The Asphalt Jungle, the 1950 noir caper directed by John Huston and co-written by W.R. Burnett is a canonical film. It was a classic upon release. In 1950, Huston was already at the top of his mainstream success, having directed films like The Maltese Falcon and The Treasure of Sierra Madre. And the film builds on some of the themes that this director and screenwriter pair had previously explored in High Sierra. It’s filmed on location. The dialogue is hardboiled. And the criminals are the film’s protagonists. The Asphalt Jungle is one of the first caper films, and it’s close to perfect in many ways.
The Heights Theater
February 4, 2016
Director: John Huston
Producers: Arthur Hornblow Jr., John Huston
Writer: Ben Maddow, John Houston, W.R. Burnett (novel)
Cinematographer: Harold Rosson
Editor: George Boemler
Music: Miklós Rózsa
Cast: Sterling Hayden, Louis Calhern, Jean Hagen, James Whitmore, Sam Jaffe, John McIntire, Marilyn Monroe
Genre: Crime/Drama/Film Noir
US Theatrical Release: May 23, 1950
US Distributor: MGM
The plot establishes the canonical three-act structure for capers: act one, the plan is revealed, and the team is assembled; act two, they pull the heist; act three, they deal with the fall-out of the robbery. The Asphalt Jungle has a terrific ensemble cast. Sterling Hayden stars as the doomed Dix Handley, a good old boy from Kentucky turned street tough striving to make enough money to buy back his family’s horse ranch. Louis Calhern plays Alonzo Emmerich, the richest man in town, whose high society connections will connect the gang with cover. Sam Jaffe is the Doctor, the mastermind behind the plot. Jean Hagen, who was “a shimmering, glowing star in the cinema firmament” as Lina Lamont in Singin’ in the Rain, does a terrific job grounding the film as a down-on-her luck chorus girl, who loves Sterling Hayden with endless frustration and hope. And Marilyn Monroe steals scenes as Emmerich’s mistress, scandalizing the audience with a very May-December relationship.
The heist itself, as in so many of the early capers, is enormously low-tech, involving liquid nitrogen and a manhole cover. But this only adds to the film’s charm. The action hits a pitch after the heist, when things start going very wrong. It’s been about a decade since I last saw The Asphalt Jungle, and it holds up as strong as ever as an enduring classic. Here are a few more noir themes that come out strong in the picture:
Released in the same year as Joseph H. Lewis’s proto-Bonnie and Clyde, Gun Crazy, The Asphalt Jungle mirrors some of that film’s anxieties around power. Gun Crazy delights in a reductive gun-equals-phallus calculus. The Asphalt Jungle elaborates on this theme with a menstrual metaphor. The working class thugs of the caper are emasculated, bleeding out of gun shot wounds for half of the film. These characters lash out in “howlback,” a term Penelope Shuttle and Peter Redgrove describe in their feminist classic, The Wise Wound. During menstruation, “howlback” coincides with antagonism, a lashing out, and can bring about a “change in dominance” within domestic relations. The wise wound allows a path towards transgression. In noir, a wounded working class tough is more likely to challenge power dynamics.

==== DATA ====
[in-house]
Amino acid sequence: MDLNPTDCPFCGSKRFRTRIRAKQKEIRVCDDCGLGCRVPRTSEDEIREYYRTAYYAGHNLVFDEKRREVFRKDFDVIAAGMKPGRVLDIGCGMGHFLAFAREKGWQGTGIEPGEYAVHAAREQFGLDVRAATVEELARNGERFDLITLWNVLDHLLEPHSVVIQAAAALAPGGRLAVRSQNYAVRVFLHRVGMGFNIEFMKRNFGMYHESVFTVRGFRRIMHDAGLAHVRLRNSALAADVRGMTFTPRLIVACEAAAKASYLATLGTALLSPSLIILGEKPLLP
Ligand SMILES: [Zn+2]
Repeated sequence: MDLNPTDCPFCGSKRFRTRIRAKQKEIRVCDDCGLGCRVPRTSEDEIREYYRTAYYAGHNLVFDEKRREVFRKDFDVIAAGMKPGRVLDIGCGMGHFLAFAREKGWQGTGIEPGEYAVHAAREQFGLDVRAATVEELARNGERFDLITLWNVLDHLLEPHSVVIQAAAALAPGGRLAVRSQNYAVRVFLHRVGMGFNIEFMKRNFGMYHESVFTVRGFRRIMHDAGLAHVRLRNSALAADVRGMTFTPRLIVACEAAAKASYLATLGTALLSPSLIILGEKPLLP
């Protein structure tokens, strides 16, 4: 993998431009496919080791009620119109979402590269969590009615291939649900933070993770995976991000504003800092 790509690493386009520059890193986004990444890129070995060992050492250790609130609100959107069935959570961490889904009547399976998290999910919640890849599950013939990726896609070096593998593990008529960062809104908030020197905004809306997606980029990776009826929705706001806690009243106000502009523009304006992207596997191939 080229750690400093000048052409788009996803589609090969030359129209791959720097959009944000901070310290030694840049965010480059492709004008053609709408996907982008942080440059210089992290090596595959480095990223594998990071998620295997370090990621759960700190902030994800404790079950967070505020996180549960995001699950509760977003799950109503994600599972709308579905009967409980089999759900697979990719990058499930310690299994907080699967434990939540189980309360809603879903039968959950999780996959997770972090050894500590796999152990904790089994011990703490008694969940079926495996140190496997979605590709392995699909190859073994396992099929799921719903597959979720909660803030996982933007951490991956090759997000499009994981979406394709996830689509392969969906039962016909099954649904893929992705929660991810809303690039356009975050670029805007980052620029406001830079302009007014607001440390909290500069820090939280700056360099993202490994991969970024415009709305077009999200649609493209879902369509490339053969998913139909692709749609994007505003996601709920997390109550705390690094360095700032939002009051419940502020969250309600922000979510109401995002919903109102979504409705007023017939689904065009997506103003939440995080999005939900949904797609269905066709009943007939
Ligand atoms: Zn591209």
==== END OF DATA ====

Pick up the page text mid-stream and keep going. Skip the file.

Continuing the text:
Pillar of Salt
Drawing on the story of Lot’s wife, or Orpheus leaving the underworld, there is a classic noir trope that involves characters given a shot at making a clean break. Occasionally, within the tumult of a film’s third act, a character sees a chance to make it away. SPOILER ALERT: No one ever makes it out alive. A great contemporary example of this is the scene in Michael Mann’s Heat, when Robert De Niro is rich for the last score, and he has the opportunity to escape with his new girlfriend to some tropical paradise. But in a tantalizing and inevitable movement, De Niro decides to clean up some “unfinished business,” ultimately ending in his capture. In The Asphalt Jungle, the mastermind Doctor, watches a pair of teenagers dance in front of a jukebox for “one more song,” giving the police the time they need to find him. This is something like the idea of eternal return, and the way repetition of self-destructive tendencies is compulsive.
In my home, “Red Shoes” was a term derived from a scene in Howard Hawks’ Red River: cowboys sit around a bonfire talking about the ways they’ll spend their earnings, one cowboy talks about buying red shoes for his sweetheart back home, in the next scene he dies in a cattle stampede. This is one of the laws of classic cinema: men with back-stories are doomed. In one of the great corollaries to this, Humphrey Bogart characters often deny having homes, back stories, or even lives outside of their current surrounding, one of the great examples being the North Africa tank movie Sahara. Bogart says the smart men are those that can forget all of that.
When Sterling Hayden starts reminiscing about his favorite little black colt, or the blue grass of his home, you can practically hear the funeral bells.
The sense that all lives end in death pervades noir. And Huston is particularly good at lampooning the frustrated schemes and ambitions of desperate people. This sense of doom is pretty constant throughout The Asphalt Jungle and comes to define many of the great noirs of the era. More noir than the stories of Private Eyes or Mysteries, are the stories of degraded people, unable to improve their lives or change their circumstances. This sense of doom is one of the things that make the film such an enduring classic.